"The Crucifixion Experiments" Book Review

Written by Tony Jones

Published by Silver Shamrock Publishing

the crucifixion experiments gord rollo poster large

Written by Gord Rollo
2021, 172 pages, Fiction
Released on 11th May 2021


The Crucifixion Experiments originally appeared back in 2013, published by Dark Regions Press and packaged alongside Gene O’Neill’s The Blue Heron. According to Gord Rollo in the informative endnotes, this Silver Shamrock edition is the author’s preferred version and is one of his earlier attempts at writing straight thrillers. Up until then, Rollo was principally a supernatural horror author, but as Dark Region Press had indicated they were seeking non-supernatural material, he was delighted to double up with Gene O’Neill, who had previously supported his career.

The Crucifixion Experiments' main strength is the fact that it is a very easy and lightning-fast-paced read. If you are looking for a complex murder mystery or multi-layered piece of fiction with a deep inner message, then look elsewhere. The kick of this novella lies in its simplicity, an unrelentingly speedy two-hour thrill which will quickly have you eating up the pages as it spirals towards the big finish. As I approached the ending, I was 100% invested in discovering how events were going to play out. Written in a very pulpy style, the characters are sketchily drawn, the chapters are short, and the main hook which holds the story together would not have been out of place in a lurid 1970s B-movie horror thriller. Overall, it is equally trashy and fun.

When do you ever come across a police detective who is not a heavy drinker? In pulp fiction it comes with the territory and Jake Mercer is no different, who is serving a suspension from active duty when the action starts. In the opening pages, Jake is in his favourite bar getting drunk and even by his own standards, events are spiraling out of control and he sees little beyond his next drink. He is a functional alcoholic who is slowly crossing the invisible line into full-blown addiction and it is impacting his job as a detective who specialises in criminal profiling.

The Crucifixion Experiments plays out in the first-person point of view, told entirely from Jake’s perspective and the story could have benefited by putting more meat on the bones of this central character. Yes, we know he drinks, but little background information is provided as to why, and he would have been a more sympathetic lead if we knew more about him. When he is not working, he is drinking and that is about it, which comes across as slightly one-dimensional. Where does his pain come from? None of this is ever explored beyond the toughness of his job. However, there is a terrific dream sequence where we get a brief glimpse underneath Jake’s skin and into his fears; I would suggest the story might have benefited if there was a deeper exploration into his character via instances such as this nightmare.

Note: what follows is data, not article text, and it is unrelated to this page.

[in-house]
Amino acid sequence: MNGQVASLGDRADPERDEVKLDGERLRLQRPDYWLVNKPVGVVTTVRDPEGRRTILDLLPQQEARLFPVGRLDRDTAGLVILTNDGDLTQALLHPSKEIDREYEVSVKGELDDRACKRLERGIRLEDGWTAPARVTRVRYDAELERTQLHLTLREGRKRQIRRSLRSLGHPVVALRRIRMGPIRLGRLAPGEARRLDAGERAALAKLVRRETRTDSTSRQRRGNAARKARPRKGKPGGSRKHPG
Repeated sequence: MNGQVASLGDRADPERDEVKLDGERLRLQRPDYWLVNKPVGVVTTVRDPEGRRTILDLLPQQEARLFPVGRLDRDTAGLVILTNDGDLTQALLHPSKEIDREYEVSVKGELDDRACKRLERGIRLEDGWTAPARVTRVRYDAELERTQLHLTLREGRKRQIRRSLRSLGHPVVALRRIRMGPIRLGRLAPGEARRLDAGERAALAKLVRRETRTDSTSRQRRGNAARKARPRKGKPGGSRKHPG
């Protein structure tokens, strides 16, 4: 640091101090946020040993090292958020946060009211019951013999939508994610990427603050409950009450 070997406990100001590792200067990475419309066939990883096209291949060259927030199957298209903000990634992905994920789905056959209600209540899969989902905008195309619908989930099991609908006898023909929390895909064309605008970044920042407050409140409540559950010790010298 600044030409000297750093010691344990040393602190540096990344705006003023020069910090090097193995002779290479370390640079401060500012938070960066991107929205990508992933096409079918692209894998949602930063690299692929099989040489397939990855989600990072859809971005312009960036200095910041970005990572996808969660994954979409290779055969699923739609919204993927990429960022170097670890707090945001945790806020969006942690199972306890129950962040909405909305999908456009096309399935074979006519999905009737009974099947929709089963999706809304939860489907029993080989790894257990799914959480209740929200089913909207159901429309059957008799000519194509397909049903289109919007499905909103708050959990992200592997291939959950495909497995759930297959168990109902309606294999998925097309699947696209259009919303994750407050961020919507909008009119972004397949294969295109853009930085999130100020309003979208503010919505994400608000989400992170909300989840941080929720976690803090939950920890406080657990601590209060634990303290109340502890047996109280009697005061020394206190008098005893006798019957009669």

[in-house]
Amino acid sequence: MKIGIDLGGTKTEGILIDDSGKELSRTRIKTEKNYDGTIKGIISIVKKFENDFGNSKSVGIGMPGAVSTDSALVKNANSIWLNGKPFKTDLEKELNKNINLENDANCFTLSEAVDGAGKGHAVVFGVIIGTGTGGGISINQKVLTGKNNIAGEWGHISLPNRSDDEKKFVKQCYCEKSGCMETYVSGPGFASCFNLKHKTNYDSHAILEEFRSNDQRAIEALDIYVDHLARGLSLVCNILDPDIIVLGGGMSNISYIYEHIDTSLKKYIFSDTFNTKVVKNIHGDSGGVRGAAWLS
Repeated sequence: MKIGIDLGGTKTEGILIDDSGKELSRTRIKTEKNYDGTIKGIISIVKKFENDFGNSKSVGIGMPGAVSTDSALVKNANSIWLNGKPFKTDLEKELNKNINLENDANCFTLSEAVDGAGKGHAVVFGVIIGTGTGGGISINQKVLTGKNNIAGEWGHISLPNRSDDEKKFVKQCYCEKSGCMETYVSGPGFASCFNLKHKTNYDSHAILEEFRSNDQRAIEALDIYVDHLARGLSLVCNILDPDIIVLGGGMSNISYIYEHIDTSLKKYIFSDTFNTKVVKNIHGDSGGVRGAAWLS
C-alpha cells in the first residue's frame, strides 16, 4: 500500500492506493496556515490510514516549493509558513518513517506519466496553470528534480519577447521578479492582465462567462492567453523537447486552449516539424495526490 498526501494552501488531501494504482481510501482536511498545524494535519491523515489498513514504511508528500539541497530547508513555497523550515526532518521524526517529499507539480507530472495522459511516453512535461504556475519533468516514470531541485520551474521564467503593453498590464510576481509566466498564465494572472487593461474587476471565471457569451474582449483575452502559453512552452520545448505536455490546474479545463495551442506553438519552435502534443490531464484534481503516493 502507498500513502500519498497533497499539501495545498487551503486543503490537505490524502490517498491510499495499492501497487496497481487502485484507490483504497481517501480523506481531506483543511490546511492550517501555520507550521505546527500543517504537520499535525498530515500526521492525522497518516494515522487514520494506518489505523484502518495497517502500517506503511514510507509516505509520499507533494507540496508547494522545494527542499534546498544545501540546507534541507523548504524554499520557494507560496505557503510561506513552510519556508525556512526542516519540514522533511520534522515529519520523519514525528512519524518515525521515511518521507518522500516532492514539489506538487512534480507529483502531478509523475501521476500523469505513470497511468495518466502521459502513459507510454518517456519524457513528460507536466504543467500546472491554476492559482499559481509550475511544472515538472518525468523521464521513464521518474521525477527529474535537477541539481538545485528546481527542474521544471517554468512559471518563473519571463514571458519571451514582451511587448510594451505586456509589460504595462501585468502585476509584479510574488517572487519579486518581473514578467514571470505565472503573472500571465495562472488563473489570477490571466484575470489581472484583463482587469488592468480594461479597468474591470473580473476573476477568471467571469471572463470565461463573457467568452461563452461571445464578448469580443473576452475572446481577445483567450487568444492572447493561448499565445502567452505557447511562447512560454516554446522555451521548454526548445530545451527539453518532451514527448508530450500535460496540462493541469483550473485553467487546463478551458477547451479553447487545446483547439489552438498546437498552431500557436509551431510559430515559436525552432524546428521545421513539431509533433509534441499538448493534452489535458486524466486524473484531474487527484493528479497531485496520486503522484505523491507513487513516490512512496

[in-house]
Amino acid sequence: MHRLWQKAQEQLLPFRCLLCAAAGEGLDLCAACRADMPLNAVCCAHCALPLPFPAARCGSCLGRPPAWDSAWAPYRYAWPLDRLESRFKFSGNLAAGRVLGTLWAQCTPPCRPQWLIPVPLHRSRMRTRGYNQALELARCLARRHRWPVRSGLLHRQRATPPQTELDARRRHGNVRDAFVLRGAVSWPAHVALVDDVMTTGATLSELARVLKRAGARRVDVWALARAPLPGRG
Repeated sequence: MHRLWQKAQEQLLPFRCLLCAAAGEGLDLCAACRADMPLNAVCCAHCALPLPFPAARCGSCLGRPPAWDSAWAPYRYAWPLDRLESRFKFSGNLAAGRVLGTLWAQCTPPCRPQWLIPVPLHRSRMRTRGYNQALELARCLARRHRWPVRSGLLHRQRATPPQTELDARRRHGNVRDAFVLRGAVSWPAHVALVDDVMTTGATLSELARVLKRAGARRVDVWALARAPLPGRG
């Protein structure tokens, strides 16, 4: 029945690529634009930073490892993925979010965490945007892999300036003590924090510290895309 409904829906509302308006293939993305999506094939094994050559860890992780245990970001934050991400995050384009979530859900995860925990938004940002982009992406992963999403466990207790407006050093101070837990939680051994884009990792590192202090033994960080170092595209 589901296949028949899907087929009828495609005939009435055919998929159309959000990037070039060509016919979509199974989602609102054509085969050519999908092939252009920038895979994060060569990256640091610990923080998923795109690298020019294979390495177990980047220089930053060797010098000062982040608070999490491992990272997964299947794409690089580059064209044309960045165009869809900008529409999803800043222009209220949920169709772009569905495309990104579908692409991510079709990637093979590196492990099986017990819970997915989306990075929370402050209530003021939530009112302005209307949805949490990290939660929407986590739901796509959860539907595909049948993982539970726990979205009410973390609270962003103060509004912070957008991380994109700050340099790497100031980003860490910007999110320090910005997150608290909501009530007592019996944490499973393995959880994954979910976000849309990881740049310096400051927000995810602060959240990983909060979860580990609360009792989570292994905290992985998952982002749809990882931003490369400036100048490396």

Alcoholic or not, Jake is tolerated by the Oakland Police Department because he is very good at his job and has spent twenty-five years profiling killers, with some of the best sequences of the story involved Jake trying to get inside the head of the killer and what makes them tick, trying to predict their next move. However, getting into the brains of madman has certainly played its part in Jake becoming an alcoholic mess when he picks up the gruesome case the story is built around.

In the opening pages two rookie detectives, Riley and Bello, pull Jake from his favourite bar and inform him about a murder where an elderly Catholic priest has been nailed to a tree, similar to a crucifixion. Riley and Bello support Jake, but as characters they are completely underdeveloped and used as either window dressing or to run Jake’s errands. Jake should have been mentoring these guys, instead they are stuck with little to do and this seems like a missed opportunity to throw in other characters and give more layers to what should have been a huge police investigation. Instead, it solely centres upon a drunken lone-wolf detective trying to do everything on his own with little interaction with others on the force, which would have been essential in a case of this magnitude.

However, as the plot is so fast-moving, Gord Rollo can be forgiven for sidelining Riley and Bello, and once the body count increases and the killings more gruesome, it is a race to the end of the story. Although there are not too many suspects, and the ending is a slight stretch, it is still an enjoyable read. In the endnotes, the author implies we may well see Mercer return in another mystery, which might be a great opportunity to develop the character with short punchy novels in a hardboiled flavour similar to what Alan Baxter has done with Eli Carver in the Manifesto Recall series.


Overall: 3.5 Star Rating Cover
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Tony Jones
Staff Reviewer
Such is Tony’s love of books, he has spent well over twenty years working as a school librarian where he is paid to talk to kids about horror. He is a Scotsman in exile who has lived in London for over two decades and credits discovering SE Hinton and Robert Cormier as a 13-year-old for his huge appetite for books. Tony previously spent five years writing The Greatest Scrum That Ever Was, a history book very few people bought. In the past he has written for Horror Novel Reviews and is a regular contributor to The Ginger Nuts of Horror website, often specialising in YA horror.
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